Brady-hamilton Stevedore Company; Manhattan Re-insurancecompany, Petitioners, v. Director, Office of Workers' Compensation Programs; Henryj. Anderson, Respondents, 58 F.3d 419 (9th Cir. 1995)

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US Court of Appeals for the Ninth Circuit - 58 F.3d 419 (9th Cir. 1995)

Argued and Submitted Jan. 11, 1995. Decided June 20, 1995

John Dudrey, Williams, Fredrickson & Stark, Portland, OR, for petitioners.

Charles Robinowitz, Portland, OR, for claimant-respondent.

Joshua T. Gillelan, II and Karen B. Kravoc, U.S. Dept. of Labor, Washington, DC, for respondent Director, Office of Workers' Compensation Programs.

Petition for Review of an Order of the Benefits Review Board.

Before: PREGERSON, TROTT, Circuit Judges, and FITZGERALD,*  District Judge.

FITZGERALD, Senior District Judge:

Brady-Hamilton Stevedore Company and Manhattan Re-Insurance Company ("Brady-Hamilton") petition for review of a decision and order of the Benefits Review Board ("Board") affirming an administrative law judge's ("ALJ") award of disability benefits to Henry Anderson pursuant to the Longshore and Harbor Workers' Compensation Act, ("LHWCA") as amended, 33 U.S.C. § 901 et seq., for back injuries sustained while working for Brady-Hamilton as a longshoreman.

We have jurisdiction under 33 U.S.C. § 921(c), and we reverse.


Henry Anderson began working as a longshoreman in 1950. In 1977 he suffered a back injury while working for Portland Stevedoring. Anderson's claim against Portland Stevedoring resulted in an award of $145 per week for permanent partial disability based on his then average weekly wage of $435.93 under the terms of the LHWCA.

On September 4, 1982, Anderson fell on the deck of a wheat ship at the port of Longview, Washington, and injured his back and right leg. Anderson was then employed by Brady-Hamilton Stevedore Company against whom he filed a claim for compensation benefits under the LHWCA. A full hearing was held February 26 and 28, 1985, before an ALJ as provided by section 19(c) of the LHWCA, 33 U.S.C. § 919(c). In his July 30, 1986 decision, the ALJ found that Anderson was entitled to compensation for temporary total disability from September 5, 1982, through February 23, 1983, and for permanent total disability thereafter based on an average weekly wage of $674.72.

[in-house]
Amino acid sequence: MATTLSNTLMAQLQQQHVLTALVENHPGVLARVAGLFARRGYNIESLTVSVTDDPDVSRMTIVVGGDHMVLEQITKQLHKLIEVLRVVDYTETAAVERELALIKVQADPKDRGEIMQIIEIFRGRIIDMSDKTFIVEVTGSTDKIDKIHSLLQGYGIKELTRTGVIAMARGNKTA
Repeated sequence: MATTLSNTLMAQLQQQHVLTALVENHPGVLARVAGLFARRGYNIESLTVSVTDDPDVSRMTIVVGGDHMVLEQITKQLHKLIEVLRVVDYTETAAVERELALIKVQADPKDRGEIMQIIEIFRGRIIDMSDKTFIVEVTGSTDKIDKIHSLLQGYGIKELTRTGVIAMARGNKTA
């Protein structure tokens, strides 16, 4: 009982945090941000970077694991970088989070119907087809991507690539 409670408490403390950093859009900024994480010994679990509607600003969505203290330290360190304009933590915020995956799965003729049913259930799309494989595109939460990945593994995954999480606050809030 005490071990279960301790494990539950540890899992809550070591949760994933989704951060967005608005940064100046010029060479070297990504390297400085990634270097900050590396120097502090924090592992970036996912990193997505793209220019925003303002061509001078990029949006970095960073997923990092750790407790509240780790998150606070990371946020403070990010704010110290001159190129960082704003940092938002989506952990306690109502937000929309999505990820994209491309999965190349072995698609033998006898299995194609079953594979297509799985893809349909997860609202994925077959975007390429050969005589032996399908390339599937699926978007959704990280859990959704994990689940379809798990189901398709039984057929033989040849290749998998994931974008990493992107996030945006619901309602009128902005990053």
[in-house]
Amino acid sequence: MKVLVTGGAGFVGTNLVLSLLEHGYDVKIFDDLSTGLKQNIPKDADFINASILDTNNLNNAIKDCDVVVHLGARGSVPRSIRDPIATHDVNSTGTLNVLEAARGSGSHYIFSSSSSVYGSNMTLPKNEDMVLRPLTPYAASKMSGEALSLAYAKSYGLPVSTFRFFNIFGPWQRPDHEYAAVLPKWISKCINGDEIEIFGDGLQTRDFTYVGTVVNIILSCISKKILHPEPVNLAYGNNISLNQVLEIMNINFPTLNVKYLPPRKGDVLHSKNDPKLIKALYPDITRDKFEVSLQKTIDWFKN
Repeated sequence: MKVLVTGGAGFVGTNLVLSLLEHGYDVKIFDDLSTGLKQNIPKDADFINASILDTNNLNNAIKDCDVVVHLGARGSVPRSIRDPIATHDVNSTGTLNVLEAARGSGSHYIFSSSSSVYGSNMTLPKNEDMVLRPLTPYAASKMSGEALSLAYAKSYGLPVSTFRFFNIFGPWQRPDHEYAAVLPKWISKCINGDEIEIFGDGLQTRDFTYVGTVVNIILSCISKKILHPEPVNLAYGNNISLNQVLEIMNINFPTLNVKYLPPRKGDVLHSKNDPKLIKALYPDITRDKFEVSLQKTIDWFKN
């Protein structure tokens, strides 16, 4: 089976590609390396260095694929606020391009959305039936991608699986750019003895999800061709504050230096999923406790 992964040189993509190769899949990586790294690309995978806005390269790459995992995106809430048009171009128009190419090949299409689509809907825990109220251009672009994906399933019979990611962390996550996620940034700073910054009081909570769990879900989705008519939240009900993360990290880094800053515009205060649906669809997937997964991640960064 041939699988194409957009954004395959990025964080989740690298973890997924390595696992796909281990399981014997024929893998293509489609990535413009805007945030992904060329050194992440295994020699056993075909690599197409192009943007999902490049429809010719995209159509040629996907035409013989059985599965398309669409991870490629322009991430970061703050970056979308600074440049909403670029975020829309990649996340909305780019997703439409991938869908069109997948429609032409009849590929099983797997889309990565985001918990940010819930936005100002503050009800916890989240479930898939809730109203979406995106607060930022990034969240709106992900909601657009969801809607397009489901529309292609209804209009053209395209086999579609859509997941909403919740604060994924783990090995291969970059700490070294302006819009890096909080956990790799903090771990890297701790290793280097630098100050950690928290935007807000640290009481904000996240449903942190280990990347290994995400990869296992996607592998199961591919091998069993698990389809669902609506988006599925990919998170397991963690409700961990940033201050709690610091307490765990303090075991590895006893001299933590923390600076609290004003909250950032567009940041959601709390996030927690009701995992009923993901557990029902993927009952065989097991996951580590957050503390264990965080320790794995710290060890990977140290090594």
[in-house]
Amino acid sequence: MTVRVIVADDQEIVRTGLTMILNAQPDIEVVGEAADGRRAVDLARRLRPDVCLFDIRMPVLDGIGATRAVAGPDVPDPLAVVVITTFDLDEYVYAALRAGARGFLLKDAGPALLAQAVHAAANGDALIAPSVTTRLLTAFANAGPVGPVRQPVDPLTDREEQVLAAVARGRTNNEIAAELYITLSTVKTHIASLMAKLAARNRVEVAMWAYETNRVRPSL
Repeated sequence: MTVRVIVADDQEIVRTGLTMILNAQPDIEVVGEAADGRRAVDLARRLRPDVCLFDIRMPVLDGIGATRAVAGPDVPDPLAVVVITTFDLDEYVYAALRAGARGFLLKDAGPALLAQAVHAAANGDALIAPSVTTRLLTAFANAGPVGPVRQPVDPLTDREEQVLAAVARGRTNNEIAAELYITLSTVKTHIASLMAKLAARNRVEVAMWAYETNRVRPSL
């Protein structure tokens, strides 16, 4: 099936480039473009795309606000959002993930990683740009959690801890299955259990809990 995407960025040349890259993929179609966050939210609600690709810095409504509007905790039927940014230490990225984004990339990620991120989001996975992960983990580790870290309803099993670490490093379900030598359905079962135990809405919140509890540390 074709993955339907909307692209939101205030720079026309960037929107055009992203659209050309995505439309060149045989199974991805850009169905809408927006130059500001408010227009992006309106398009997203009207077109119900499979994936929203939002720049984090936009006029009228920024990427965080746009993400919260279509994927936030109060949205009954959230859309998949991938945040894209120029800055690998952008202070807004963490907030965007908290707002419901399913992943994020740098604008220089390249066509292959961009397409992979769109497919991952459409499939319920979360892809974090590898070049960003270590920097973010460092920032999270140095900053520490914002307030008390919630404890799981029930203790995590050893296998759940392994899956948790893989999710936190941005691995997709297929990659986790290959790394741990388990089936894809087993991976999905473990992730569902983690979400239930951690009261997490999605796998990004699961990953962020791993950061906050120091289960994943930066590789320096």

Both Anderson and Brady-Hamilton appealed the decision of the ALJ to the Benefits Review Board under section 21(b) (3) of the LHWCA, 33 U.S.C. § 921(b) (3). On May 21, 1993, the Board affirmed both the ALJ's finding of total disability and the computation of Anderson's average weekly wage. Brady-Hamilton brings this appeal, claiming alternatively, that the Board erred in upholding the ALJ by misreading controlling authorities; that Anderson's wage earning capacity had not increased between his 1977 and 1982 back injuries; that the Board had no authority to make this determination; and, that Anderson's actual earnings before the second injury should control his award of benefits.STANDARD OF REVIEW

In reviewing claims brought pursuant to the LHWCA, the Board "may not substitute its views for those of the ALJ, but instead must accept the ALJ's findings unless they are contrary to the law, irrational, or unsupported by substantial evidence." King v. Director, Office of Workers' Compensation Programs, 904 F.2d 17, 18 (9th Cir. 1990) (quotations and internal citations omitted). We, in turn, "review the Board's decision for errors of law and adherence to the substantial evidence standard, and may affirm on any basis contained in the record." Cretan v. Bethlehem Steel Corp., 1 F.3d 843, 845 (9th Cir. 1993) (internal quotations and citations omitted), cert. denied, --- U.S. ----, 114 S. Ct. 2705, 129 L. Ed. 2d 833 (1994).


Under the LHWCA, disability compensation is determined by computing two-thirds of the worker's "average weekly wage" before the injury and factoring in the worker's "wage earning capacity" thereafter. 33 U.S.C. § 908. The Act provides several formulas for the ALJ to determine the "average weekly wage" of the employee at the time of the injury. 33 U.S.C. § 910. The principal factor is, of course, the salary earned by the claimant prior to the injury. However, the projected loss of earnings may be inaccurate because factors like inflation and a change of wage rates or benefits may bear upon the amount of earnings lost. Where a worker is injured for the second time, any award made for the first injury should be disregarded if more reliable information concerning the worker's earning capacity has become available.